Tuesday, 8 April, 2014

It may take investigators years to fully understand the tragic fate that befell Malaysia Airlines Flight 370, wreckage of which is believed to have been found in the Southern Indian Ocean. Locating the aircraft’s flight recorder, or black box, will be crucial in this regard, but to date there is no indication as to its whereabouts.

Can the design, and the way flight recorders work, be changed though, to make their recovery easier in the future? Apparently yes, but unfortunately the task isn’t quite that straightforward:

It’s tempting, in the age of streaming data, to call this an archaic, obsolete system – after all, there are better ways of recording and accessing flight data – but they face staggering problems in practice. After an Air France crash in 2009, for example, it took investigators two years to recover the black box. French safety officials drew up recommendations afterward to improve the flight recorders, and the FAA followed suit. Those recommendations included features such as adding a mechanism to catapult a black box into the air when it hit water, and tripling the battery life of the underwater locator beacons to 90 days. Air France incorporated such technologies into its airplanes, but U.S. airlines are lagging behind on the new regulations. Financial hurdles are the most notorious reason for an increasingly parsimonious airline industry. “As with everything, you know the money is always going to be an issue,” Brickhouse says.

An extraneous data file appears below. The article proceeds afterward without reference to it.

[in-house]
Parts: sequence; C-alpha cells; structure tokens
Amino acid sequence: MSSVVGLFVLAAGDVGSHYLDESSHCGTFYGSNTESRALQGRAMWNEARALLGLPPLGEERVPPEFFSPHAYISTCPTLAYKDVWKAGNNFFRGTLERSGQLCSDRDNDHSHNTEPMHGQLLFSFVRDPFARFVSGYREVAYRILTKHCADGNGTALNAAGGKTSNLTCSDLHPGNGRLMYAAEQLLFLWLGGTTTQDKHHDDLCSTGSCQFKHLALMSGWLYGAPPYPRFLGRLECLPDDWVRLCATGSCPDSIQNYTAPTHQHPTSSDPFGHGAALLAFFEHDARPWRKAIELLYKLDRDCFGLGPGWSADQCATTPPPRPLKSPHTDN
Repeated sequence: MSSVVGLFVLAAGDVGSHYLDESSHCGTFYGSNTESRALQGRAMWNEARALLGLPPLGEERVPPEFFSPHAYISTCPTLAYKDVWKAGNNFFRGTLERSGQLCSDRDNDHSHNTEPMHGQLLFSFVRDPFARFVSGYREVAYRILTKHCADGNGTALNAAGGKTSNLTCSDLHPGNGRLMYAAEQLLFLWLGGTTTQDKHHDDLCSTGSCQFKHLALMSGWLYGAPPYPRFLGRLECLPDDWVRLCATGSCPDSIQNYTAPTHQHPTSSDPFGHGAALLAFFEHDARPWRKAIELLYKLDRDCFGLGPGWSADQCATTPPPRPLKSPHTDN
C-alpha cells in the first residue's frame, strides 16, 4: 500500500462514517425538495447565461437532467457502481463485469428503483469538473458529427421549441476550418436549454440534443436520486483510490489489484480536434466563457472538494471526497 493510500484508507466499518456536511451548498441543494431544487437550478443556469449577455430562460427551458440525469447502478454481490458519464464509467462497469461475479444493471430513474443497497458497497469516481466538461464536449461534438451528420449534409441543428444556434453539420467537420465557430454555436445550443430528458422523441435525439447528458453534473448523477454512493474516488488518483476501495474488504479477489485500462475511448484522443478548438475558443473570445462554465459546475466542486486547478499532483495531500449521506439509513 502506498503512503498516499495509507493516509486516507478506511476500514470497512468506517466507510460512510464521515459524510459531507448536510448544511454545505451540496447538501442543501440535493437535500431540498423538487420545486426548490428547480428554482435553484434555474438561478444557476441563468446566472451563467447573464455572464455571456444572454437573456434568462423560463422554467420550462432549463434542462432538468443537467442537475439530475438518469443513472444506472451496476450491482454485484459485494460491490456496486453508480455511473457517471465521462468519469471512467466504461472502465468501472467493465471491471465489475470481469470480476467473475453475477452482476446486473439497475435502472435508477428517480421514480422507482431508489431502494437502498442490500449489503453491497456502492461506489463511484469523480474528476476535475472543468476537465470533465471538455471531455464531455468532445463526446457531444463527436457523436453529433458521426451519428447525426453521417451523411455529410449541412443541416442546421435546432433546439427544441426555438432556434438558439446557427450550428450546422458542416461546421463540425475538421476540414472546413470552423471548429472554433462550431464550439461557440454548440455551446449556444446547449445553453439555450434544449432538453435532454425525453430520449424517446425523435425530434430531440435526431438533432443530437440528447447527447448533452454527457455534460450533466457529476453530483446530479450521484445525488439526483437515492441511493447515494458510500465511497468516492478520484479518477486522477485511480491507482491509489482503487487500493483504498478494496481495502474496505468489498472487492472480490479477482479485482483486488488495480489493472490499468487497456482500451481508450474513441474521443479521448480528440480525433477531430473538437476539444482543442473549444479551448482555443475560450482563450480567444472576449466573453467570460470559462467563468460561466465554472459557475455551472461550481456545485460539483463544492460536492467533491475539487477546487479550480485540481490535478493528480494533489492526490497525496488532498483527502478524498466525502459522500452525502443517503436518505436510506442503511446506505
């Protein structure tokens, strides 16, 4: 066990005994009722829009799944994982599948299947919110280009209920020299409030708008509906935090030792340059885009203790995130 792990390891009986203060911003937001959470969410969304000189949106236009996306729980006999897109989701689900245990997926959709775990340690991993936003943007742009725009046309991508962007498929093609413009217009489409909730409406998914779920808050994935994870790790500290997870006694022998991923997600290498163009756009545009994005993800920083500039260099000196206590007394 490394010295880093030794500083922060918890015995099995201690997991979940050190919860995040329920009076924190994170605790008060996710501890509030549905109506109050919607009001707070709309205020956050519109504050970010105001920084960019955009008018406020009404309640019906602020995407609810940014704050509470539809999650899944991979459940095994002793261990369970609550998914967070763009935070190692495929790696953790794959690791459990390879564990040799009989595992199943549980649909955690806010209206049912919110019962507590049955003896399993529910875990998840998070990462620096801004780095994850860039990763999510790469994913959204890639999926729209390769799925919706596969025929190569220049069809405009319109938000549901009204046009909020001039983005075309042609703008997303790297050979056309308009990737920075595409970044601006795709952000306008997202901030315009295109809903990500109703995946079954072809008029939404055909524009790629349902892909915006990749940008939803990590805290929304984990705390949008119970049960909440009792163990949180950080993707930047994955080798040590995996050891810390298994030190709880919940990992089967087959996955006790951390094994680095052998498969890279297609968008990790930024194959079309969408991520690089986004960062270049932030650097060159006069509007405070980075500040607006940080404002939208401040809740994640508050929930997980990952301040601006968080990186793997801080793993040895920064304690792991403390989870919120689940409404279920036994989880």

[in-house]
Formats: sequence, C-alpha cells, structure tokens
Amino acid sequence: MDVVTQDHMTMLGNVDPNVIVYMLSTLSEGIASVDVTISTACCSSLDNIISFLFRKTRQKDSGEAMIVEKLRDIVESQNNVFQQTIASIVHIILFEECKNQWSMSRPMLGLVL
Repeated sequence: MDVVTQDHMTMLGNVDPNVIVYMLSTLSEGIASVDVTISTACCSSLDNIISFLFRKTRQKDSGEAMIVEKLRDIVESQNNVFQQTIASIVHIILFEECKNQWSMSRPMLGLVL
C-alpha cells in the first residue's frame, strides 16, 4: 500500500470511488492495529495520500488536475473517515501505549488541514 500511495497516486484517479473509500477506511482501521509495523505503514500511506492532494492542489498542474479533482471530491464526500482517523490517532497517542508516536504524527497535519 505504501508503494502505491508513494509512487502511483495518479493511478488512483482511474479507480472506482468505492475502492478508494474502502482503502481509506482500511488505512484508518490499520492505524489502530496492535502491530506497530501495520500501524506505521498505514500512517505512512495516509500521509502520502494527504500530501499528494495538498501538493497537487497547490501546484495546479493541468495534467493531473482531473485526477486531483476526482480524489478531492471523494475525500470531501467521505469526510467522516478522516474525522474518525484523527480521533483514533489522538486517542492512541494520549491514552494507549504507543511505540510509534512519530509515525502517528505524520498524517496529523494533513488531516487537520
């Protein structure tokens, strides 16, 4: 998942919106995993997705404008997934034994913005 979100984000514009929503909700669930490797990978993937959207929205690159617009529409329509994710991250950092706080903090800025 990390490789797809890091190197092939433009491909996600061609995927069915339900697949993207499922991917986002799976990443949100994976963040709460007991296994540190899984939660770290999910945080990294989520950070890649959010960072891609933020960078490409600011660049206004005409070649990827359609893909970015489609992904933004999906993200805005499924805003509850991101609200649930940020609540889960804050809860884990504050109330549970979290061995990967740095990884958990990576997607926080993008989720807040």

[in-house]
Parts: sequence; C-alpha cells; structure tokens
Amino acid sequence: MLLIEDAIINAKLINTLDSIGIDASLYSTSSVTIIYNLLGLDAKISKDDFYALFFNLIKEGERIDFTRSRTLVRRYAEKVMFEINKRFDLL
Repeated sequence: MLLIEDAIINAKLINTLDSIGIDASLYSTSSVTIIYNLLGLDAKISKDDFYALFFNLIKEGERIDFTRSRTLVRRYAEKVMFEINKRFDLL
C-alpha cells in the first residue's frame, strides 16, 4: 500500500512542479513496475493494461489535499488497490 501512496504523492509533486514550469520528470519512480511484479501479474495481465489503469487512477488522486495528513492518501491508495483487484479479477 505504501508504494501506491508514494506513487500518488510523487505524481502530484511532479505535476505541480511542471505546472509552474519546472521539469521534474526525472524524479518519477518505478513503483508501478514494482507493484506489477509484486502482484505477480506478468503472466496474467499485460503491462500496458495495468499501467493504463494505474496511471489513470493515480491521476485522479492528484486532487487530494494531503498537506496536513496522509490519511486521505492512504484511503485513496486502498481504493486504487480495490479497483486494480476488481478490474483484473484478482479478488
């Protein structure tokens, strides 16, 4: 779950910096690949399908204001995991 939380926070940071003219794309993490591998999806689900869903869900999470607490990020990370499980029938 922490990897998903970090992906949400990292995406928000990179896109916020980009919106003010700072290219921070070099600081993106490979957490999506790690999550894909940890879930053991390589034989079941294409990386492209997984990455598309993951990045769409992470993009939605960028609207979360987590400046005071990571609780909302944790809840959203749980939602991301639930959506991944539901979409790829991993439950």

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The manila folder paper model Boeing 777 aircraft

Friday, 31 January, 2014

Luca Iaconi-Stewart builds incredibly intricate scale models of commercial aircraft using only glue and… manila folders. If you want an idea of just how detailed his works are, check out the cargo doors on this Boeing 777 he has constructed.

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Is it a plane, or is it a model? Either way it’s impressive

Tuesday, 26 November, 2013

This flight capable scale model of an Airbus A380-800 aircraft is impressive to say the least. At 4.8 metres in length, with a wingspan of 5.3 metres, weighing some 70 kilograms, and powered by actual jet engines, it could easily be mistaken for the genuine article if observed at a distance.

Watch it taxi and take off like any other commercial jet airliner, but marvel at that landing… that remote controlled landing.

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How quickly can a large aircraft be evacuated? Pretty quickly…

Tuesday, 19 November, 2013